2.2.6. Static moment equation for a triangular cross-section 87

2.2.7. Design example of a triangular cross-section 88

2.3. Composed bending with combined axial forces 90

2.3.1. Steel reinforcement design for a given reinforced concrete section 90

2.3.2. Determination of the position of the neutral axis – simple bending 91

2.3.3. Determination of the position of the neutral axis – composed bending with normal force solicitation 92

2.3.4. Exercises for composed bending with normal force solicitation 96

2.4. Deflection at Serviceability Limit State 107

2.4.1. Effect of crack on the bending curvature relationship 107

2.4.2. Simply supported reinforced concrete beam 112

2.4.3. Calculation of deflection – safe approach 113

2.4.4. Calculation of deflection – a more refined approach; tension stiffening neglected 114

2.4.5. Calculation of deflection – a more refined approach; tension stiffening included 116

2.4.6. Approximated approach 118

2.4.7. Calculation of deflection – a structural example 119

Chapter 3. Concepts for the Design at Ultimate Limit State (ULS)  123

3.1. Introduction to ultimate limit state 123

3.1.1. Yield design 123

3.1.2. Application of yield design to the cantilever beam 125

3.1.3. Inelastic (plasticity or continuum damage mechanics) bending-curvature constitutive law 129

3.2. Postfailure analysis 133

3.2.1. Historical perspective 133

3.2.2. Wood’s paradox 135

3.2.3. Non-local hardening/softening constitutive law, a variational principle 137

3.2.4. Non-local softening constitutive law: application to the cantilever beam 144

3.2.5. Some other structural cases – the simply supported beam 149

3.2.6. Postfailure of reinforced concrete beams under distributed lateral load 152

3.3. Constitutive laws for steel and concrete 156

3.3.1. Steel behavior 156

3.3.2. Concrete behavior 160

3.3.3. Dimensionless parameters at ULS 170

3.3.4. Calculation of the concrete resultant for the rectangular simplified diagram 174

3.3.5. Calculation of the concrete resultant for the bilinear diagram 174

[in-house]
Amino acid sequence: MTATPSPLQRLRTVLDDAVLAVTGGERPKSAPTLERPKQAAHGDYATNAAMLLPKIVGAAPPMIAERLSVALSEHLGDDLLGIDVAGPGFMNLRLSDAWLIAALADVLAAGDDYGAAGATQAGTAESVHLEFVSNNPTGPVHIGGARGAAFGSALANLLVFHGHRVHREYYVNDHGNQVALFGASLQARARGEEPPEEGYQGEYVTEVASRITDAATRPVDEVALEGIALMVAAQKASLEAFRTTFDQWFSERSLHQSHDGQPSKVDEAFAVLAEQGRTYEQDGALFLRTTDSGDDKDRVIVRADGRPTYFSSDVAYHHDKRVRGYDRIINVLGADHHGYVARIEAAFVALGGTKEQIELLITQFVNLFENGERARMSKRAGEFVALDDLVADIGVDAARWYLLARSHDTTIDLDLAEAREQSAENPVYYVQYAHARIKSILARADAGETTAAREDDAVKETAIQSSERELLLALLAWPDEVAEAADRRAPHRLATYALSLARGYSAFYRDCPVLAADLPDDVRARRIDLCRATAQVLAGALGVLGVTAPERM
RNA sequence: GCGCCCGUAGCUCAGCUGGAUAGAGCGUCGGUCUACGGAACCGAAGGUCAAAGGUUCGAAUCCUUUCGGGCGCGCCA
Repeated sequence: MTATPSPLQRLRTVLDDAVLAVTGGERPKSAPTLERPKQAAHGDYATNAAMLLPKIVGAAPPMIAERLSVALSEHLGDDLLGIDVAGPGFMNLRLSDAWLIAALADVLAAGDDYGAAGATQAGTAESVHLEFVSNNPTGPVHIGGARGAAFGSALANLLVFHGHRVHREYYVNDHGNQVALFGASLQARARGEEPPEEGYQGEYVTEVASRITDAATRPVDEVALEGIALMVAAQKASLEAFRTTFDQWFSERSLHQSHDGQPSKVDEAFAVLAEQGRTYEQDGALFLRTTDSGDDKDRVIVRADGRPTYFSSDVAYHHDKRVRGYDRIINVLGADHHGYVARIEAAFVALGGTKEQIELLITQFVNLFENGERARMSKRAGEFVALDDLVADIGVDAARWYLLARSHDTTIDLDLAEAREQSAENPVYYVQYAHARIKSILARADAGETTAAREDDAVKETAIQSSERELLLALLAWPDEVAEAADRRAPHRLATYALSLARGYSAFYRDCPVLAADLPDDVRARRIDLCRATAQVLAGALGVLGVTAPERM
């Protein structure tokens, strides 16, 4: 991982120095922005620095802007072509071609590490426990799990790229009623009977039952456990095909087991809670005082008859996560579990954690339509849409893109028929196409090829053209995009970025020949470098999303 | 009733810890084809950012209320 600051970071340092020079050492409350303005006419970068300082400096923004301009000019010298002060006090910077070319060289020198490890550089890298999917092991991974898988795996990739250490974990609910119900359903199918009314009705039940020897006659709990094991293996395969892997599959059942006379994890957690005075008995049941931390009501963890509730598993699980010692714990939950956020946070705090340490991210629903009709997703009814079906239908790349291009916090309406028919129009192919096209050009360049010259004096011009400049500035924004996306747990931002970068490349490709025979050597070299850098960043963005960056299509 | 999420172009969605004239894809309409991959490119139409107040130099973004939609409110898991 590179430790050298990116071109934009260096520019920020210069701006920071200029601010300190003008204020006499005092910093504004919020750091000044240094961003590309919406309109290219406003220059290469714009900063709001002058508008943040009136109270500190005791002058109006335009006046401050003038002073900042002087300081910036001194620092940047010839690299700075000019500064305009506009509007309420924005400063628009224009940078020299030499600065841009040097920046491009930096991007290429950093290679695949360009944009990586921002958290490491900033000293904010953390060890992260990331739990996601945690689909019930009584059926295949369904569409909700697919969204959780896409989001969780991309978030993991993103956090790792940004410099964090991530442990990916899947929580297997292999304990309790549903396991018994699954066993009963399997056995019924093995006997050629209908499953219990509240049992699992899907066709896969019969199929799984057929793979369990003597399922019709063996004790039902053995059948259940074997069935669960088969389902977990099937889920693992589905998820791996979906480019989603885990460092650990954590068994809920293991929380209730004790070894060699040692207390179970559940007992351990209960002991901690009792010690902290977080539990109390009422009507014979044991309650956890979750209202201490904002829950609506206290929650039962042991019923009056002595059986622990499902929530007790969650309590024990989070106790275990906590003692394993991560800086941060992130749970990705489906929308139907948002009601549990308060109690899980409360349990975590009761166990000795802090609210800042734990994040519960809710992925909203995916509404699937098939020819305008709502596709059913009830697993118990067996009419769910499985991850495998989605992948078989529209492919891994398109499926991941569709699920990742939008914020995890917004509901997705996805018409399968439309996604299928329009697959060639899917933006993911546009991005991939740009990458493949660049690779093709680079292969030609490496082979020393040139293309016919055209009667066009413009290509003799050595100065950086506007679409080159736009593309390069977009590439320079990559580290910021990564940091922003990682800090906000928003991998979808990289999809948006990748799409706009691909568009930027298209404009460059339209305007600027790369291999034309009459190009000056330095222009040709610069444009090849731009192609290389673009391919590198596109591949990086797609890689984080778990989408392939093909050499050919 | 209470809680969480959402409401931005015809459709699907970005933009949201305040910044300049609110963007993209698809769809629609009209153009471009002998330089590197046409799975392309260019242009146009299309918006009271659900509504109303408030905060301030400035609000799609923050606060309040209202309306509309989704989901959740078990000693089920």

3.3.6. Calculation of the concrete resultant for the parabola–rectangle diagram 179

3.3.7. Calculation of the concrete resultant for the law of Desayi and Krishnan 183

3.3.8. Calculation of the concrete resultant for Sargin’s law of Eurocode 2 187

3.3.9. On the use of the reduced moment parameter 191

Chapter 4. Bending-Curvature at Ultimate Limit State (ULS)  193

4.1. On the bilinear approximation of the moment-curvature relationship of reinforced concrete beams 193

4.1.1. Phenomenological approach 193

4.1.2. Moment-curvature relationship for concrete – brief overview 196

4.1.3. Analytical moment-curvature relationship for concrete 198

4.1.4. A model based on the bilinear moment-curvature approximation 222

4.2. Postfailure of reinforced concrete beams with the initial bilinear moment-curvature constitutive law 226

4.2.1. Elastic-hardening constitutive law 226

4.2.2. Plastic hinge approach 230

4.2.3. Elastic-hardening constitutive law and local softening collapse: Wood’s paradox 235

4.2.4. Elastic-hardening constitutive law and non-local local softening collapse 238

4.3. Bending moment-curvature relationship for buckling and postbuckling of reinforced concrete columns 242

4.3.1. A continuum damage mechanics-based moment curvature relationship 242

4.3.2. Governing equations of the problem and numerical resolution 245

4.3.3. Second-order analysis – some analytical arguments 251

4.3.4. Postfailure of the non-local continuum damage mechanics column 258

Appendix 1. Cardano’s Method 267

A1.1. Introduction 267

A1.2. Roots of a cubic function – method of resolution 268

A1.2.1. Canonical form 268

A1.2.2. Resolution – one real and two complex roots 269

A1.2.3. Resolution – two real roots 271

A1.2.4. Resolution – three real roots 271

A1.3. Roots of a cubic function – synthesis 273

A1.3.1. Summary of Cardano’s method 273

A1.3.2. Resolution of a cubic equation – example 274

A1.4. Roots of a quartic function – principle of resolution 275

Appendix 2. Steel Reinforcement Table  277

Bibliography 279

Index 293